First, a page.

The goal of the committee’s hearing is to share lessons on successful criminal justice reform from states like Alabama. Several federal reform bills are currently before the U.S. House and Senate covering topics like reducing repeat offenders, changing federal sentencing rules and guidelines, and improving prison practices.

Chuck Liddy/The News & Observer of Raleigh

Organizers of regular protests at the North Carolina Legislature are being joined by NAACP leaders in a half-dozen other states to launch a week of demonstrations.

The North Carolina NAACP says that Friday will be the first of seven days of demonstrations. In North Carolina, a coalition led by the NAACP has protested at the Capitol nearly every week during the past two legislative sessions.

naacp.org

The City of Selma observed the 49th anniversary of Bloody Sunday over the weekend. It was on March 7, 1965 when state and local lawmen attacked protesters on the Edmund Pettus bridge.  The demonstrators were marching for voting rights. Four days of events concluded yesterday in Selma that drew civil rights leaders from across the country.  One was the Reverend William Barber.   He's head of North Carolina’s NAACP. Barber says he looks at the event as not only a remembrance but a call to action.  He says there's been progress, but we have a long way to go.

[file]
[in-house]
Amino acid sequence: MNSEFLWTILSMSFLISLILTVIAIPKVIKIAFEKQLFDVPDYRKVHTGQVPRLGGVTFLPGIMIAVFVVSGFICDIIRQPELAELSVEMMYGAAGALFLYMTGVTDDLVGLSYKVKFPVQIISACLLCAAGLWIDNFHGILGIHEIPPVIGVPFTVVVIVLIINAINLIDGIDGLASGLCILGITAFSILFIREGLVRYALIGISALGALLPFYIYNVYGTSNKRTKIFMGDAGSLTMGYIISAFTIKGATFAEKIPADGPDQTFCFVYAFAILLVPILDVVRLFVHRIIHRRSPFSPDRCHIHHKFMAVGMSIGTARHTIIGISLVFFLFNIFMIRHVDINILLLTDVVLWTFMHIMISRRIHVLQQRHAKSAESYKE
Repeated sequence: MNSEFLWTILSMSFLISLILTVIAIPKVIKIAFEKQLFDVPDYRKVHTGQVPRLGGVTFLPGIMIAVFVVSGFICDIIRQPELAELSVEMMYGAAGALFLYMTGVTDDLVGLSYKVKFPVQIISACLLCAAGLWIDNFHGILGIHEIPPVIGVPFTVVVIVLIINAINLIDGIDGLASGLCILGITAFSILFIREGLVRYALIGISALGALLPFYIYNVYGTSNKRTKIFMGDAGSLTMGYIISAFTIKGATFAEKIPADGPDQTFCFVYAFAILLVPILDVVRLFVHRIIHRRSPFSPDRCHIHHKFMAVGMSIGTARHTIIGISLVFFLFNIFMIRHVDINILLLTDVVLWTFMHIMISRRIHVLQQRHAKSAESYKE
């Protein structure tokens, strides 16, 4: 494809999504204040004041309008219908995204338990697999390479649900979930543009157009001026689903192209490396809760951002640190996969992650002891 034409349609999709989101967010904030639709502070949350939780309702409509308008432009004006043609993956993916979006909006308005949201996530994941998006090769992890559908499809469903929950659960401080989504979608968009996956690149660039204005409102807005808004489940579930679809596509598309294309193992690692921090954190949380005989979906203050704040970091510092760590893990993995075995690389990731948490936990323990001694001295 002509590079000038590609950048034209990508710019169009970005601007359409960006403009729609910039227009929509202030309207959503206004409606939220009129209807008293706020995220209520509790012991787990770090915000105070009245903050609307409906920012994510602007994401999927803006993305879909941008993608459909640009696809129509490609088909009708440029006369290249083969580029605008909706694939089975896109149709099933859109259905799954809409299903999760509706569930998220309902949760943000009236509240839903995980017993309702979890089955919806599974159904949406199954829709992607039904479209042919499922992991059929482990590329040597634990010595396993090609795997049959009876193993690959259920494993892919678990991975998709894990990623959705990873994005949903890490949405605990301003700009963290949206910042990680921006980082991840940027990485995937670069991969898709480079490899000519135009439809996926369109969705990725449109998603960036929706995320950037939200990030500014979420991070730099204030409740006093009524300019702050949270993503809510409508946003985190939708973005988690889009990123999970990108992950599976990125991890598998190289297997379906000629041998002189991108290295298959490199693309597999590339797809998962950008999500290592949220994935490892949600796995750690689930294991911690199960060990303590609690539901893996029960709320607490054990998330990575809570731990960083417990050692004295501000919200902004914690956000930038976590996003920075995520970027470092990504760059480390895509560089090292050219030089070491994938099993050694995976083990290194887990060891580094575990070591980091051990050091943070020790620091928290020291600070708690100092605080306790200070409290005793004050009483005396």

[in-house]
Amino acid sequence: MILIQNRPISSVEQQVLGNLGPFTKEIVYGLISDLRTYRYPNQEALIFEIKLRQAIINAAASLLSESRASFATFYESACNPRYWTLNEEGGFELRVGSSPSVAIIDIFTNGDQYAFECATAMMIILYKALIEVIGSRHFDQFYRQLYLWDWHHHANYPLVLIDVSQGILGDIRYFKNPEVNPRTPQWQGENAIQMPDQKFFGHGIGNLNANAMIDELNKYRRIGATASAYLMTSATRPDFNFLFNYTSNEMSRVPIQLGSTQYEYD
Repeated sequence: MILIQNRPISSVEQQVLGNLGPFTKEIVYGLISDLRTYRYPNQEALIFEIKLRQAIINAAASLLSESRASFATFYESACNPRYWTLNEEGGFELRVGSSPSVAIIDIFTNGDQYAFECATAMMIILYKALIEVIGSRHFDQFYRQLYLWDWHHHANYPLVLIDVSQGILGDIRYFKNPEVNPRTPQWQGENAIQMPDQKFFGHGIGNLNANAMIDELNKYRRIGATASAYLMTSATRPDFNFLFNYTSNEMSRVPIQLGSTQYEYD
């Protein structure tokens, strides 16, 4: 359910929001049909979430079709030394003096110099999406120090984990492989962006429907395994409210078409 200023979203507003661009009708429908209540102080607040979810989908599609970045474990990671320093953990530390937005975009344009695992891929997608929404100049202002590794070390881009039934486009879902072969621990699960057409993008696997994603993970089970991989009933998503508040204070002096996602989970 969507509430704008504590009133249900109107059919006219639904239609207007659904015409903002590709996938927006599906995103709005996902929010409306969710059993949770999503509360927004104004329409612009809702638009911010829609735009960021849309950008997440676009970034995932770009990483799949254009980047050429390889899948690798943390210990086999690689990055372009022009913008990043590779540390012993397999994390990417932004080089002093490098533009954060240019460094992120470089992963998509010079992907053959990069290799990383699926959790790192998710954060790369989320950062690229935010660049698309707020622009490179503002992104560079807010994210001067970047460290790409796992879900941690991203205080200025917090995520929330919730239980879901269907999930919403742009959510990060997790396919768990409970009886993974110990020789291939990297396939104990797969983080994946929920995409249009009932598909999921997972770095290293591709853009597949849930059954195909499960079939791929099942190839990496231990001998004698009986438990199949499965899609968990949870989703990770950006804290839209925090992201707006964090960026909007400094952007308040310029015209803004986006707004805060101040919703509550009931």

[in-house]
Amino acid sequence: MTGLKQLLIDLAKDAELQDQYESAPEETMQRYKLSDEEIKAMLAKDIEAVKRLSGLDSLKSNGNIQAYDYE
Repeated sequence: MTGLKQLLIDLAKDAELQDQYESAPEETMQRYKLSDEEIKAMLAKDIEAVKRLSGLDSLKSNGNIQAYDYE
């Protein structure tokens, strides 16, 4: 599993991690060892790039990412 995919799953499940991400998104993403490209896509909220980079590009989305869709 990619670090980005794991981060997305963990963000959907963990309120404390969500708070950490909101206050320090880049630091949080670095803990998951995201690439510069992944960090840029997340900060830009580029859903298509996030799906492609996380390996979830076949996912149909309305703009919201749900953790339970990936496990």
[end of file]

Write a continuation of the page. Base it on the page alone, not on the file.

Matt Wade / Wikimedia Commons

The U.S. Supreme Court will hear arguments Feb. 27 in efforts by an Alabama county to stop enforcement of part of the 1965 Voting Rights Act.

The court initially agreed in November to hear the case brought by Shelby County, and it has now set the date for attorneys to present their arguments.